One of my favourite areas of interest is the shenanigans surrounding the Russian/CIS telecoms space. It is fascinating as a study not only in a maturing cellular market across a vast geographical area, but only a study in an emerging capitalist society.
Currently Tele2 seems to have abandoned its’ pursuit of fixed-line expansion in mainland Western Europe and must also be struggling with its’ CPS based fixed line business, given the shift towards broadband ULL and the recent exits from the UK & Czech Republic. The new strategy seems to be building a 4th cellular network in Russia. The rumoured acquisitions follows on from a string of acquisitions during 2006. I much prefer this apparent change in strategy as it should be aware to all by now I’m no fan of the economics for MVNO and CPS providers, ULL is a totally different ball-game which I’m neutral on at the moment.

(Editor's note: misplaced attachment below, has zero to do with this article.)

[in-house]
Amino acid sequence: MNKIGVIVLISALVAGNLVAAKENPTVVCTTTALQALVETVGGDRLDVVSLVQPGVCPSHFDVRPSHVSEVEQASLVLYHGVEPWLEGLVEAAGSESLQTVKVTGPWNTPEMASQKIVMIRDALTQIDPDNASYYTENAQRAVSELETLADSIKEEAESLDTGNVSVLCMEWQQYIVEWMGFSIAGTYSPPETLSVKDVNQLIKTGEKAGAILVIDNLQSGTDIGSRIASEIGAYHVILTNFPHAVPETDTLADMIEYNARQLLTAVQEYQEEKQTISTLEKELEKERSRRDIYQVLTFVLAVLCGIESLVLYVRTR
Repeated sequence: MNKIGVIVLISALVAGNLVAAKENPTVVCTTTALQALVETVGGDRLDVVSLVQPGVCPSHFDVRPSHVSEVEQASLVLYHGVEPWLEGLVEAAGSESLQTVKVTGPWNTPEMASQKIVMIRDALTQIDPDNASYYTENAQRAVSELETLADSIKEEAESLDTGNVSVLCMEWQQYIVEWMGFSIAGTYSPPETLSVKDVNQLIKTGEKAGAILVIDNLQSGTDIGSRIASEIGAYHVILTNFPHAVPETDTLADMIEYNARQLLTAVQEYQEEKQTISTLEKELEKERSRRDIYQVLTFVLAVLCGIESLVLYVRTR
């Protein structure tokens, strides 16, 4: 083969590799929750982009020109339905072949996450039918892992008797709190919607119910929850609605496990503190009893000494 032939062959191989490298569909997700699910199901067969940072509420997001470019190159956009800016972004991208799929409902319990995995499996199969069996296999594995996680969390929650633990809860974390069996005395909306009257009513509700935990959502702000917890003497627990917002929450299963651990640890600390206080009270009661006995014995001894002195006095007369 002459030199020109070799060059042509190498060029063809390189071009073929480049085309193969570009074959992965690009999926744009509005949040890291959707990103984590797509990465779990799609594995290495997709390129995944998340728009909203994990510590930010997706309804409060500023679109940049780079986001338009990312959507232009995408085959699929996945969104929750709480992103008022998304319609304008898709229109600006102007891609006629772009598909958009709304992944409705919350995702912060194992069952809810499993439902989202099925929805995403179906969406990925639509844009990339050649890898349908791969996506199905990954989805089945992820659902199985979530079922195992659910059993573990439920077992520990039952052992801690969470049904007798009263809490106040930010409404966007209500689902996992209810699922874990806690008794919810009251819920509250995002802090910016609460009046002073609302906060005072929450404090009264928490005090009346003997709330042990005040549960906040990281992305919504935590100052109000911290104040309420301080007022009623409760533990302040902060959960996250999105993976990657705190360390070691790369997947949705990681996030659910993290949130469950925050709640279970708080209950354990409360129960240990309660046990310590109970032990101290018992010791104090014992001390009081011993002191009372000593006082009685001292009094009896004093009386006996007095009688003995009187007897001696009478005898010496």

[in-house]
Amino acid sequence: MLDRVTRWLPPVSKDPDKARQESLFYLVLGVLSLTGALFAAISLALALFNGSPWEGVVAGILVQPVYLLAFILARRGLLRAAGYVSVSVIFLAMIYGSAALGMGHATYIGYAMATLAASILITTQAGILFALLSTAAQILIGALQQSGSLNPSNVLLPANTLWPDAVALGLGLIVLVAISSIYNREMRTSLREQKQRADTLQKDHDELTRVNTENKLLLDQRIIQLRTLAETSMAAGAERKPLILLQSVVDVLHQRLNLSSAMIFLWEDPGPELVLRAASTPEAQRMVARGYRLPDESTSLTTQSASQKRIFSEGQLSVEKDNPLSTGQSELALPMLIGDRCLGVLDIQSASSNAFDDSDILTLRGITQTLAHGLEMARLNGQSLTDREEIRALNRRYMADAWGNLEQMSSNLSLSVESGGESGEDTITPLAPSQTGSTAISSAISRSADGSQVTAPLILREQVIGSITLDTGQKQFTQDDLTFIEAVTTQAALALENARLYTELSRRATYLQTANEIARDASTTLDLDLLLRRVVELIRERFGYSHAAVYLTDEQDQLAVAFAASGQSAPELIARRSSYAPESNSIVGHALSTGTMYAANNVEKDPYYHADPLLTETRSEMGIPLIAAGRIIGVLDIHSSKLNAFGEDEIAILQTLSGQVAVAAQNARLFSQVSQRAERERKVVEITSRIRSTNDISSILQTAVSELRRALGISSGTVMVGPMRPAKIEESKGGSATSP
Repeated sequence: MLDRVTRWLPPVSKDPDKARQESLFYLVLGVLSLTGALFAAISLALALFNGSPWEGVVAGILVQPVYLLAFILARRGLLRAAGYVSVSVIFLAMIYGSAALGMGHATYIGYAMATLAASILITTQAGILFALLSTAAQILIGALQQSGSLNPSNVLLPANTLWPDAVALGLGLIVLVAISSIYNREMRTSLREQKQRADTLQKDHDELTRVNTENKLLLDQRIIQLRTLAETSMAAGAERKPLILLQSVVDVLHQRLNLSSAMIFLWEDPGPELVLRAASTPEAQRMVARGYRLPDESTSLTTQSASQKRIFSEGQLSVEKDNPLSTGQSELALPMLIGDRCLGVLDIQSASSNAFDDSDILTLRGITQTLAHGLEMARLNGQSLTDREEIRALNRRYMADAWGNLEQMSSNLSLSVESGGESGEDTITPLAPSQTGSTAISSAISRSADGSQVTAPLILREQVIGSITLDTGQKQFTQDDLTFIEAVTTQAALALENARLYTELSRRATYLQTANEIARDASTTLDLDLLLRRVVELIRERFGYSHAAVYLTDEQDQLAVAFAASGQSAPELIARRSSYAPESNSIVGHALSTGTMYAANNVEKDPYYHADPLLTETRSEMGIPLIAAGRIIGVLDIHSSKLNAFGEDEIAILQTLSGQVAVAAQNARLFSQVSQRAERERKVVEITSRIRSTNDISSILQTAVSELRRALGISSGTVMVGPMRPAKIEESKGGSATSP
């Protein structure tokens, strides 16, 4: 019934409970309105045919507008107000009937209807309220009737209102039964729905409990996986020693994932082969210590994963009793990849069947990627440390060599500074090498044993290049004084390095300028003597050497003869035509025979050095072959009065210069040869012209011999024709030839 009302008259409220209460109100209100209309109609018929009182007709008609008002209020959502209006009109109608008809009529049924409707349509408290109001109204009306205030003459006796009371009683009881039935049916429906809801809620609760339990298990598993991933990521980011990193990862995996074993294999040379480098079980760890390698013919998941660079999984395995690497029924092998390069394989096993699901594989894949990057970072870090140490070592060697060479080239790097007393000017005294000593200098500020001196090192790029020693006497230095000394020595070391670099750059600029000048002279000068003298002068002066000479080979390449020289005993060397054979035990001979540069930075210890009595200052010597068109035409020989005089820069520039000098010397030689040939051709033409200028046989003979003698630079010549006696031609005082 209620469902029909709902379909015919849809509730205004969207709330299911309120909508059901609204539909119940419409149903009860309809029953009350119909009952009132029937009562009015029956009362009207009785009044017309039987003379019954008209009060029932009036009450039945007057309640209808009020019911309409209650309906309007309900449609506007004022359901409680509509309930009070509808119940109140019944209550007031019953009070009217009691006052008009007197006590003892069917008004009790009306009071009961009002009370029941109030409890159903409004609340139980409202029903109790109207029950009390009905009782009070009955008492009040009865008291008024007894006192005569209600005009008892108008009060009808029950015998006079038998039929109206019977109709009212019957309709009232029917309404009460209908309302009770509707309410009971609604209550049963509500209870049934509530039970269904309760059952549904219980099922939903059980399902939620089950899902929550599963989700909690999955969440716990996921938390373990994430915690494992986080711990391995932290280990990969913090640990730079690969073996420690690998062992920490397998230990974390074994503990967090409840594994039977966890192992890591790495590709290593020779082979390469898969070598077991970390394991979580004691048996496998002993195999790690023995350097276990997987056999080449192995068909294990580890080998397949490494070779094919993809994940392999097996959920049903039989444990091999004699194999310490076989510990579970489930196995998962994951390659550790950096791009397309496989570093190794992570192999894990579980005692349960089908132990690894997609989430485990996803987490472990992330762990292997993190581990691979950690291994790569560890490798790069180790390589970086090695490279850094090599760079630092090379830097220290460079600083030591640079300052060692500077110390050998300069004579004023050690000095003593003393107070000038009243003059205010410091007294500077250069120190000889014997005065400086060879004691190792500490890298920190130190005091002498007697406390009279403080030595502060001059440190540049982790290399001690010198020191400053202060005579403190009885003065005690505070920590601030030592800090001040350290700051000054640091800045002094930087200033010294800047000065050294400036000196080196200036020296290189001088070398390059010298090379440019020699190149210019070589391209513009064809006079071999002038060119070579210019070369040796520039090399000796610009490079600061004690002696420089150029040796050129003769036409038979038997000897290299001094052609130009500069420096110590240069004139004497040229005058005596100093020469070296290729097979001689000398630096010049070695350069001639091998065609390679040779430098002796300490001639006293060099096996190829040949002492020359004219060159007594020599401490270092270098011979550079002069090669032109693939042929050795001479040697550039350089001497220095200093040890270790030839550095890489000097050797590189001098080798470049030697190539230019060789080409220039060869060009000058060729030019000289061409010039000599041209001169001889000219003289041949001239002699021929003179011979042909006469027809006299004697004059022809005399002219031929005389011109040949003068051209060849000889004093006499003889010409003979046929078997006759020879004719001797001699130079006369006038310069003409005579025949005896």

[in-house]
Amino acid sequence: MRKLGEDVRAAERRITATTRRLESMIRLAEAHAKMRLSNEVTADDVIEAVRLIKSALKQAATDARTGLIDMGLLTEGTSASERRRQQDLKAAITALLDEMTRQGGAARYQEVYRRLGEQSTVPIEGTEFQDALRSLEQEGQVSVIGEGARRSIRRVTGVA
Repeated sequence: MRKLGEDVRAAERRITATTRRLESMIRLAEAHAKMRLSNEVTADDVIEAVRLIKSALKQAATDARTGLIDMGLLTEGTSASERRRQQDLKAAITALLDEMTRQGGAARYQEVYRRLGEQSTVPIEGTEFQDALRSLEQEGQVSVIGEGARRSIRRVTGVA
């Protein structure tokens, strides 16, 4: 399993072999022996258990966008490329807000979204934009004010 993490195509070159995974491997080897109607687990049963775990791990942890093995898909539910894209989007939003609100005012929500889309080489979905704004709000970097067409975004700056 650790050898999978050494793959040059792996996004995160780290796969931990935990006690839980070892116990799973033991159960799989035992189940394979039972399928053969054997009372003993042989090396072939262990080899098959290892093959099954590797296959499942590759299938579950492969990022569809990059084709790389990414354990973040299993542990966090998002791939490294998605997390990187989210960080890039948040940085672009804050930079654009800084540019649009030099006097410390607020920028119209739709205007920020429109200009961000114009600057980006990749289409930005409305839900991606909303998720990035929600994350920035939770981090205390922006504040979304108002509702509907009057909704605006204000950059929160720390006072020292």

The Russian strategy although politically risky could present big rewards as a cellular market the size of Russia can easily support 4 operators. I would recommend against taking a local partner as their Scandinavian friends at Telenor and Teliasonera will verify. The key move that Tele2 will have to take soon is the acquisition of a licence in Moscow itself if the strategy is to bear fruit. I wait with interest further comments on Tele2’s change of strategy in its’ forthcoming Q2 results.
Tele2 has an extremely interesting history and is know for its’ disruptive power in markets across Europe. It may turn out to be even more famous for the incubation of two of the great disrupters of our time.
Tele2 is controlled by the AB Kinnevik group, which in turn is controlled by the Stenbeck family, which suffered a great loss with the demise of the driving force behind expansion into Telecoms when Jan Stenbeck died in 2002, control seems to have passed to his daughter Cristina. I have long suspected a change of focus within the group and a possible exit from telecoms altogether. The Emerging World mobile arm, Millicom, has recently been auctioned off with the Vodafone’s Chinese partner emerging as the surprise winner. I must admit to wondering whether the Russian venture is an attempt to bulk up value before a sale or an indicator of a long term commitment.Tele2 is definitely a company worth keeping an eye on.